In these turbulent times, you must always be on your best behavior at Big Law -- even during those rare hours when you are outside of the office. You work with hundreds of other Cogs, partners and staff, many of whom you have never met. So even when you think it is safe to let loose, kick back or go crazy, someone is always watching and -- these days -- looking for any excuse to reduce the payroll.
In an effort to help you survive the type of out-of-office encounters that can lead to social awkwardness at best and a career-ending faux pas at worst, I've compiled the following set of hypothetical questions to guide you during these troubled times.
My summer Saturday morning ritual is to roll out of bed, throw on a sports bra and shorts, turn up my iPod and jog with my dog Finch through Piedmont Park before it gets too hot. I sing along to Justin Timberlake as we run, and then we stop off at the dog park.
Sometimes I see neighbors from my condo, but last week for the first time I thought I saw a partner in our M&A group at the dog park. I've only been at the firm two years, and I have never met her because I work on another floor. I wasn't even sure if it was her -- she looked different in her Bermuda shorts and golf shirt, and she was wearing a huge visor and sunglasses. Finch was ready to go so I decided not to walk over to her and instead left the park and jogged home.
When I got home my BlackBerry was blinking with a new e-mail. It was from the M&A partner. She said she hoped I had enjoyed my time at the park, but that I should remember even when walking my dog that I am a representative of the Firm and a lady. She said I should consider wearing more "modest" clothing when running and that singing to songs like "SexyBack" only added to the improper impression.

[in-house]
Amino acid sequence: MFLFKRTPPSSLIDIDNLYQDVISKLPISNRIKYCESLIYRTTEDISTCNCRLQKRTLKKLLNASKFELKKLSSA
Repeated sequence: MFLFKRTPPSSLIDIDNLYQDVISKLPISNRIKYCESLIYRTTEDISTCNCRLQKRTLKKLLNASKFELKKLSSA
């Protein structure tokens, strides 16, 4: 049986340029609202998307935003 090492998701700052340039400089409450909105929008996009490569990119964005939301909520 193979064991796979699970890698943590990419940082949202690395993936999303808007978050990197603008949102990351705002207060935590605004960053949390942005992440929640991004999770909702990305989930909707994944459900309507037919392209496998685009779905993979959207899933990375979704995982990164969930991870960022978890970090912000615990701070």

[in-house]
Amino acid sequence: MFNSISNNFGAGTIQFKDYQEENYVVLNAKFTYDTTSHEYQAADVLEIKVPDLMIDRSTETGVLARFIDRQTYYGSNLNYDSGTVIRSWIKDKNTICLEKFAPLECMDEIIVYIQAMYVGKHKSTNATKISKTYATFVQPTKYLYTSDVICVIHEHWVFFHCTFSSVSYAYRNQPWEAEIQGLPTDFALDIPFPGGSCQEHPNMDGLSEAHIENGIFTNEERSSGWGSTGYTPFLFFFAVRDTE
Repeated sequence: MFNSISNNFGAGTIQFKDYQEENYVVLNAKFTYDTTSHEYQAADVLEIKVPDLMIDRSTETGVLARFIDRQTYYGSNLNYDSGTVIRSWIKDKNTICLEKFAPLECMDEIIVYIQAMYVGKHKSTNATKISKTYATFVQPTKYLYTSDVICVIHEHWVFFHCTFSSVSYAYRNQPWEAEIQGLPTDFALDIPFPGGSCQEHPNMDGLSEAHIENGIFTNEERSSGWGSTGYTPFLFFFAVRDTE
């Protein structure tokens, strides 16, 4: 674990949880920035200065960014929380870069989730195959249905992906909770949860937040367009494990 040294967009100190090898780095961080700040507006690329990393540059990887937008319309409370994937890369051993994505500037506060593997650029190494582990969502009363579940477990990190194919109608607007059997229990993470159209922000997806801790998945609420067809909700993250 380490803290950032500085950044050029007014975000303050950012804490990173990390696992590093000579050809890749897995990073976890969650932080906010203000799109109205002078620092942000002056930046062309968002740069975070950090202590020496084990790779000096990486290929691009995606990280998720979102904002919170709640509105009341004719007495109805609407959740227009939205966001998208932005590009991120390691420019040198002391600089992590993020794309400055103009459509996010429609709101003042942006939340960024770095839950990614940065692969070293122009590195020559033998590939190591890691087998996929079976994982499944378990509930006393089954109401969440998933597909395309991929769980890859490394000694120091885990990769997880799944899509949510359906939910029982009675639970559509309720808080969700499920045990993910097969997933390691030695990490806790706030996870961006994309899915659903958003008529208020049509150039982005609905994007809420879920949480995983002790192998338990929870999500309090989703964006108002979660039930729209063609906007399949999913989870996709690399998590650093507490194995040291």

I think this is crazy! I work for a law firm, not some cult that dictates dress and behavior! A random partner should not be able to tell me what to wear when jogging or what songs I can sing when I'm not at the firm and not billing hours. Freedom of speech! I do not even work with that crazy old bag. I am thinking of reporting her to HR -- what do you think?
Big Law is everywhere, and you have to play the game. Your first mistake was to ignore a partner in this situation. You should have walked over, introduced your dog and made small talk -- "Can you believe this heat? That is a great visor. Where did you get that? Oh look, Finch is exhausted. I am afraid I have to jog back home now and get ready to go into the office. Great to see you!"
Compliments and billing hours will help smooth over most awkward out-of-office encounters. Ignoring a partner only sends a message that you do not care to know those who sign your paycheck. They need to know you understand their importance. She may have overlooked your outfit choice and song selection if you had showed a little grace. And forget about reporting her to H.R. Seriously? You need to give her a call, thank her for the sage advice, start wearing clothes when you run and find a new dog park.